I love the little slices of green beans hidden in tod mon pla, but for a while couldn’t work out how to get them to be slightly more well cooked, still with a bite, but not crunchy.  I now blanch the sliced beans before using.  An added benefit of blanching green vegetables is that it means they stay a really bright green, which is a great trick for keeping green veg in stir fries looking fresh too.

It may well be my life’s work to refine these hot morsels of deliciousness!  Here’s where I am with them today.

Makes 8 fishcakes.

1/2 lb / about 225g white fish

1 tbspn red curry paste

1 tsp fish sauce

1 green chilli

1 tsp sugar

zest of 1/2 –  1 lime

squeeze of lime juice

handful of coriander leaves, chopped

a few green beans, sliced in very fine rounds

oil for frying

Put a pan of water on to boil for the green beans.  

Then put all the fishcake ingredients (except the beans!) into a food processor, if using, or mortar or other heavy bowl for pounding if not.

The Tiniest Thai Rachel Walder tod mon pla Thai fishcakes

Mix or pound until smooth – but be careful if using a food processor as it will come together really quickly and you don’t want it pureed.  Turn the mixture out into a bowl.

As soon as the water comes to the boil, drop in the slices of green beans for around 20 seconds, drain and rinse in cold water to stop them cooking any further.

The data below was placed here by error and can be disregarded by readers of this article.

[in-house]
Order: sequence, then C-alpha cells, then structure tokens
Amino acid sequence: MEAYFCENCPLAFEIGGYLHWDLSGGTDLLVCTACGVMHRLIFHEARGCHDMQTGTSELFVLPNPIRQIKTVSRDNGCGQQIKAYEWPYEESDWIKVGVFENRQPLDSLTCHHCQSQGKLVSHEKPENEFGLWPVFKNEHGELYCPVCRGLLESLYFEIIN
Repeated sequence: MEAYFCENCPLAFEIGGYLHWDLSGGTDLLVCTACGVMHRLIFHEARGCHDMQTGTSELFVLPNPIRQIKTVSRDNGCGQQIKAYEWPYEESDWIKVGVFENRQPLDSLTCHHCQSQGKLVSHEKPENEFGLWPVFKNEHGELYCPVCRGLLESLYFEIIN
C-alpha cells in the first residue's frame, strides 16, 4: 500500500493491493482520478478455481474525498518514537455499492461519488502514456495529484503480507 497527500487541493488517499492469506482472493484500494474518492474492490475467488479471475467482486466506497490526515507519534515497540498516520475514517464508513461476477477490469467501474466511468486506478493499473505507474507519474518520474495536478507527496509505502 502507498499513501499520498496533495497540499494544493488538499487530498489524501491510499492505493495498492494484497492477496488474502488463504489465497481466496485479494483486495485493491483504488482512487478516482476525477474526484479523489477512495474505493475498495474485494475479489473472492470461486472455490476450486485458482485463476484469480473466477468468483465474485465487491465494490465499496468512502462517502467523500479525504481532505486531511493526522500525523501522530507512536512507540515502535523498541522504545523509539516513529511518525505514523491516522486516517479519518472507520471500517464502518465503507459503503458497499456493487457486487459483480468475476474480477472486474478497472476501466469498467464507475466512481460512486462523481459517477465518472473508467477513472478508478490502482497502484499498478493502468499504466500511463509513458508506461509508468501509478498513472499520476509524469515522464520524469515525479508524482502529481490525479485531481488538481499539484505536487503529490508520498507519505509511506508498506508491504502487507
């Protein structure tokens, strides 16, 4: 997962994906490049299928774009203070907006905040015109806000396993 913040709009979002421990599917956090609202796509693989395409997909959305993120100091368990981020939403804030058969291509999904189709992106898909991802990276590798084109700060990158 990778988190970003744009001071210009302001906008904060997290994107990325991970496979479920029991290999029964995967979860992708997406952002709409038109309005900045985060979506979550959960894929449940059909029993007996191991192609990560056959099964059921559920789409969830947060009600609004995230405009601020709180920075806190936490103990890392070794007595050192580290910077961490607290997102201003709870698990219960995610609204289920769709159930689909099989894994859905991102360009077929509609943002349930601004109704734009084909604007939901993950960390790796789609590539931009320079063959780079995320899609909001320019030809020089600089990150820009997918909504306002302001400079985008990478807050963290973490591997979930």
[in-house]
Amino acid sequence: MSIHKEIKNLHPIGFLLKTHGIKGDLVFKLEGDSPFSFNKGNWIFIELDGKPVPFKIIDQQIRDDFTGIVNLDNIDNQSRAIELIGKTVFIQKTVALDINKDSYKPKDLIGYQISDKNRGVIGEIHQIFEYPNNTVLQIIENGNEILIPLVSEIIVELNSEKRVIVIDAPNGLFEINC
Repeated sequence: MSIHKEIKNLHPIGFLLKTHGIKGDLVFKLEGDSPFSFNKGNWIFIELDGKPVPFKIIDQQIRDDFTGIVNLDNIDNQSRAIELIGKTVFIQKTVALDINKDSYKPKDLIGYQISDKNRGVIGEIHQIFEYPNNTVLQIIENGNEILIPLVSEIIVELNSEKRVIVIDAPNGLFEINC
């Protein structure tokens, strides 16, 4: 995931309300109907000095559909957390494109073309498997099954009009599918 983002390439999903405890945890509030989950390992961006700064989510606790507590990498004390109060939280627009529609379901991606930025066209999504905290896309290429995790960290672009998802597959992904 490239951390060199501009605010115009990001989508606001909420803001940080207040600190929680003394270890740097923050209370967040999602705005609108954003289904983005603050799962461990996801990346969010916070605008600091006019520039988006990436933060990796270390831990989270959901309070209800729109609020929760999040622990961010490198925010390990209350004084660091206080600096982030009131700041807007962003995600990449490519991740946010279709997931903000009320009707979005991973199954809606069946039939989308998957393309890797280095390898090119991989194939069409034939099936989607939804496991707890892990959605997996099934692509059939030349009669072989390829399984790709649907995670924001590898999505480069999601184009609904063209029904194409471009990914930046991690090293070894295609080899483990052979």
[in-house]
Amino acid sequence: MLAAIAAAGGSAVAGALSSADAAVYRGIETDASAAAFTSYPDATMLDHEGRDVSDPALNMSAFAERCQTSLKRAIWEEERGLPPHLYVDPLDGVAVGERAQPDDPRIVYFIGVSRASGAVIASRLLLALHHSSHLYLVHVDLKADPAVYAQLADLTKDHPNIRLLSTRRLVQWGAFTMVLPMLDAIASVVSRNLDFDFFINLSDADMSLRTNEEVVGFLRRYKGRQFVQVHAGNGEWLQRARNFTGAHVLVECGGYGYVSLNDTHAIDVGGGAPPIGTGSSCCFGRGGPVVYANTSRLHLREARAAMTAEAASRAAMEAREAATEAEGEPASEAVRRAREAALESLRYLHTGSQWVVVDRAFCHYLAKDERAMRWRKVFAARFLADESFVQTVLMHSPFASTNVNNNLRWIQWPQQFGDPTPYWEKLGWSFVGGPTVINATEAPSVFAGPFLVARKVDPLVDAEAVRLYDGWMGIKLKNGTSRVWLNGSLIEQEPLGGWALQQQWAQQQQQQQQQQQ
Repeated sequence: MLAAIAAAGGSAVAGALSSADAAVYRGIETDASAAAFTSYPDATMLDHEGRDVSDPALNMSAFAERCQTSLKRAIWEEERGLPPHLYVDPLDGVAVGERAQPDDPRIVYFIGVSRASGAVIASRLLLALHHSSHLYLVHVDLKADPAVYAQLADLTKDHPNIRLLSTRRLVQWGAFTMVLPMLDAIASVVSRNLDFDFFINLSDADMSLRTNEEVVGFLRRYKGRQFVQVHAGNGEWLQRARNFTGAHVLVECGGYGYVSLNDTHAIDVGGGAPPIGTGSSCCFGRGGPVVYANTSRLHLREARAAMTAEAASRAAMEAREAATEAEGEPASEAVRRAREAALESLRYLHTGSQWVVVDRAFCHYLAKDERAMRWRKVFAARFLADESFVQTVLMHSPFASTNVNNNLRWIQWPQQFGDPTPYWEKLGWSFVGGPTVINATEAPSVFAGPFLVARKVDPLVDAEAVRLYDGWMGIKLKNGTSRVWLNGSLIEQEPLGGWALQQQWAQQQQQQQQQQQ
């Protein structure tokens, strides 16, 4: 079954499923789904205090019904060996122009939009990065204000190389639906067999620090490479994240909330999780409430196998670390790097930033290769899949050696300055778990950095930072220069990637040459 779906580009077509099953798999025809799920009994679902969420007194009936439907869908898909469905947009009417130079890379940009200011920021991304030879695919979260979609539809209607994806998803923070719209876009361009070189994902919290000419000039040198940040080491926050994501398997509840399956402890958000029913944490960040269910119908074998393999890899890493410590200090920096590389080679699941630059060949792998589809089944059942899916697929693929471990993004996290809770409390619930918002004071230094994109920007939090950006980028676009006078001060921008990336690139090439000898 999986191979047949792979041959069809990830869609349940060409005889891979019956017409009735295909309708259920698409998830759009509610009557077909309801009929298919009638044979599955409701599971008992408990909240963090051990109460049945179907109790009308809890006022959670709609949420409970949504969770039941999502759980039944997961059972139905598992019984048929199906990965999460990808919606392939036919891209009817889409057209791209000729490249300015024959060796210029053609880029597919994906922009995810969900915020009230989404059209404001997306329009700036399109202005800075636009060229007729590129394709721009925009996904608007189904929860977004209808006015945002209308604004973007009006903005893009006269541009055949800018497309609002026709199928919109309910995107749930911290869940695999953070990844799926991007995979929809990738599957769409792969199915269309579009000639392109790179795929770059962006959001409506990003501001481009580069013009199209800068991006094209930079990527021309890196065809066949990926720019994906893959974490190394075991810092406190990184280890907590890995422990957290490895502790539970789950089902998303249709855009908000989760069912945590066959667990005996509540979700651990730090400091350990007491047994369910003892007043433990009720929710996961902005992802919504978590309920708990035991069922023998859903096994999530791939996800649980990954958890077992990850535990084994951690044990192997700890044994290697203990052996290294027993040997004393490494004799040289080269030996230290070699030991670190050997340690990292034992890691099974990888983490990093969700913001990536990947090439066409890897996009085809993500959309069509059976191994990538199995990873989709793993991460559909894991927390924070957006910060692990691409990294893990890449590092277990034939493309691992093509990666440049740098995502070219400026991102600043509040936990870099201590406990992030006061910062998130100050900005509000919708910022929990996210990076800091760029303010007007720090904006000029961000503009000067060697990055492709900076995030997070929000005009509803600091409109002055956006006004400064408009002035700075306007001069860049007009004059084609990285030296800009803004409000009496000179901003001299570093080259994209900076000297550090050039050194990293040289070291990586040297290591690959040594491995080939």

The Tiniest Thai Rachel Walder tod mon pla Thai fishcakes

Add the beans to the mixture and combine.

Then just roll into eight little patties – squeezing out any juice – and flatten.  They can be cooked straight away or, as I did, popped in the fridge for half an hour or so to firm up a little more.

The Tiniest Thai Rachel Walder tod mon pla Thai fishcakes

While they firm up, make the cucumber dipping sauce.  Quantities are up to you! The only things I think you really need for this are:

The Tiniest Thai Rachel Walder tod mon pla Thai fishcakes

cucumber

green chilli

carrots

rice or white wine vinegar

sugar

peanuts

Today I also used a spring onion and a piece of ginger.

Chop all the vegetables really finely (or get the food processor to earn its keep again).